A mention in a newsletter from Lion Brand Yarn Co. has helped a local craft ministry attract an international following.
The Handiwork Ministry was highlighted in the charity spotlight of the yarn company’s weekly e-mailed newsletter, which has more than 1 million subscribers.
"In eight days, we had 350 e-mails," said Julie Flanagan, coordinator of The Handiwork Ministry.
Since then, the Livingston County-based ministry’s growth has been exponential, attracting at-large members from as far away as South Korea, Puerto Rico, Alaska and Hawaii and spawning new meeting sites closer by in Henrietta and Rochester. Flanagan said since the mention in the newsletter, the ministry has received a steady stream of boxes containing handmade items from throughout the nation and globe.
The ministry started out as an informal group of crafters that began meeting at St. Agnes Parish in Avon a decade ago. The ministry now has added meeting sites at Holy Family, Dansville; Monroe Community Hospital in Rochester; and Episcopal SeniorLife Communities at Brentland Woods in Henrietta. The ministry also is developing a site in Cohocton, Steuben County.
Members, who craft at home or at meetings using donated supplies, make a range of items including shawls, afghans, quilts, slippers, hats, mittens, totes, mastectomy pillows, walker bags and hot/cold packs.
Recipients have included people in skilled-nursing and rehabilitation centers, assisted-living centers, treatment and support programs for people living with cancer, maternity departments, pregnancy and parenting support groups, children and family-support agencies, domestic-violence programs, U.S. military troops and pet-adoption programs.
"We are always open to new members and open to learning about new needs in the community," Flanagan said. "If I had to use one word to explain The Handiwork Ministry, it’s about relationships — with members and with the people we serve."
That open-ended mission may be the reason why Lion Brand Yarn Co. newsletter readers responded so well, Flanagan said.
"They were making comments about how unique we were and how much they appreciated how inclusive we are and how broad-based we are in trying to identify needs and respond to them," Flanagan said.
The ministry does not solicit monetary donations — members instead seek donations of cotton or synthetic yarn, cotton or cotton-blend fabric, cord for stringing bags and needlework equipment including knitting needles, crochet hooks, scissors and plastic totes. The ministry also uses plastic food-storage bags, clear recycling bags and wide cellophane tape for packaging. Postage stamps, copy paper, 6-by-9-inch envelopes, permanent markers and labels also are used. Items may be left at meeting sites, or people can call or e-mail for other arrangements.
The ministry now has a staff of volunteers in charge of everything from procuring donations to cataloguing patterns. Volunteers also speak to community groups and teach basic skills to Scout or 4-H groups.
"We have tried to share the load so that no one person is getting bogged down with too much to do," Flanagan said.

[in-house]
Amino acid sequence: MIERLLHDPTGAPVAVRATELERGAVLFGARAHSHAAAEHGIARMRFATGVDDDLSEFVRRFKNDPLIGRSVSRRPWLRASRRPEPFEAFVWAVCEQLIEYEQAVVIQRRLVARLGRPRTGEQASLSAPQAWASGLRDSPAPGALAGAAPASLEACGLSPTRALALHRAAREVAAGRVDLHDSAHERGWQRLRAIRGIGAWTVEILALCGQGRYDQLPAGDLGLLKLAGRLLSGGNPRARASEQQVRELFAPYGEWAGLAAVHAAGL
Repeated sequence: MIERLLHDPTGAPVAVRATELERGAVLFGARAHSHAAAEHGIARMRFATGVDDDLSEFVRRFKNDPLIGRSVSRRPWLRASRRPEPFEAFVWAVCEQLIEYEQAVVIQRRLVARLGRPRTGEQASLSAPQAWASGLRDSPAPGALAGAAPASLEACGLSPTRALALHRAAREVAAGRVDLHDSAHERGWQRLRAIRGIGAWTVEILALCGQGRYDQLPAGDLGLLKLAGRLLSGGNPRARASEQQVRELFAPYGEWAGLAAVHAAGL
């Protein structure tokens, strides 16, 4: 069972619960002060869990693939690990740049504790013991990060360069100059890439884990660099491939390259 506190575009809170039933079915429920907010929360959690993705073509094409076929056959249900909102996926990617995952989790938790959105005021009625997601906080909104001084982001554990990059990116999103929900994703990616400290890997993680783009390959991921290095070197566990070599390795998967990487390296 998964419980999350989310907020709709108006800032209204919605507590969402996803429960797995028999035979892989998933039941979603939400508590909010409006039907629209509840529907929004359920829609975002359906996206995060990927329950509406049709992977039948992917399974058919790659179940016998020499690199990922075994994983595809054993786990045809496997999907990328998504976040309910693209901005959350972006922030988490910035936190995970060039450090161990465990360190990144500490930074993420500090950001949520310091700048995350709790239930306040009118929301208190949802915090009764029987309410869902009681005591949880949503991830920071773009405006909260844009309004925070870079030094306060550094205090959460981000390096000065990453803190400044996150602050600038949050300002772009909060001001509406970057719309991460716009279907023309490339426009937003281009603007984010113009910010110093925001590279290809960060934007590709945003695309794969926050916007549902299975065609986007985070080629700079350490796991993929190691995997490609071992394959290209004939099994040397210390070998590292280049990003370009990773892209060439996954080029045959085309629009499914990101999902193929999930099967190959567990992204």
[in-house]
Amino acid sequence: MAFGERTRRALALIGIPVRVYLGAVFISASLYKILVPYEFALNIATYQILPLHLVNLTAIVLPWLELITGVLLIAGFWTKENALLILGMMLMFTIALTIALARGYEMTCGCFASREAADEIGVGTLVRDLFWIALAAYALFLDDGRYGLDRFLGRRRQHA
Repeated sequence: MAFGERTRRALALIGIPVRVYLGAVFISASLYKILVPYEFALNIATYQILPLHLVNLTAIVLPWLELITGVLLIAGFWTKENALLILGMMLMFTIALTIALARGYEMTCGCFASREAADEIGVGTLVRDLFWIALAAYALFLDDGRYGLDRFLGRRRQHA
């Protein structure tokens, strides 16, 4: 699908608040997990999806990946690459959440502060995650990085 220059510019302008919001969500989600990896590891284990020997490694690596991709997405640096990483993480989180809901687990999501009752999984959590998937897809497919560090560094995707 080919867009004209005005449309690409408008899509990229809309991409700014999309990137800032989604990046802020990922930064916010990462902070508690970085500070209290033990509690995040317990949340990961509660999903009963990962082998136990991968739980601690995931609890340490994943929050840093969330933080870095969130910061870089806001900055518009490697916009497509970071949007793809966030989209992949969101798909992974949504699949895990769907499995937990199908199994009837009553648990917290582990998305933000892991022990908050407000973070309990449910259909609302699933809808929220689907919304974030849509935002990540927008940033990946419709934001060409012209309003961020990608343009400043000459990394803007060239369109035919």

One of ministry volunteer is Katy Heneghan of Rochester, who joined the group as a way to improve her crocheting skills.
"They were more than willing to open their arms, help me out and give me free yarn," Heneghan said.
Heneghan recently began coordinating the meeting site at Monroe Community Hospital. She said she hopes to attract crafters of all skill levels and noncrafters who can help pack projects and sort and deliver items. Although the group has Catholic roots, Heneghan, who attends several Catholic parishes, noted all are welcome to join.
"The only qualification is you have to be willing to help somebody else," she said.
That’s one of the reasons why at-large member Kathy Klinger, an oncology nurse from Clay, Onondaga County, got involved. She has knitted and crocheted afghans and prayer quilts for years on her own, but now the ministry is able to help her get her projects into people’s hands.
"I’m thankful that there are other people who have started something like that," said Klinger, who has sent a box of afghans and mittens to the ministry.
Delivery is one of Lynda Hally’s favorite parts of The Handiwork Ministry. Hally, a parishioner of St. Agnes in Avon, said she has crafted everything from baby blankets to prayer shawls during her 10 years with the ministry, but she also enjoys volunteering to do deliveries.
"That’s always pleasant to take something where they are really excited to receive it," Hally said.
Flanagan said members are planning a 10-year anniversary celebration in April and also are crafting a plan for future growth. Volunteers are writing a guidebook that will be used to help establish additional meeting sites. Flanagan said one dream for the ministry would be to have its materials located all under one roof instead of scattered in members’ homes.
For now, though, members say they will continue to help others one project at a time.
EDITOR’S NOTE: Details about The Handiwork Ministry are available at www.thehandiworkministry.vpweb.com or by e-mailing firstname.lastname@example.org or calling 585-300-6289.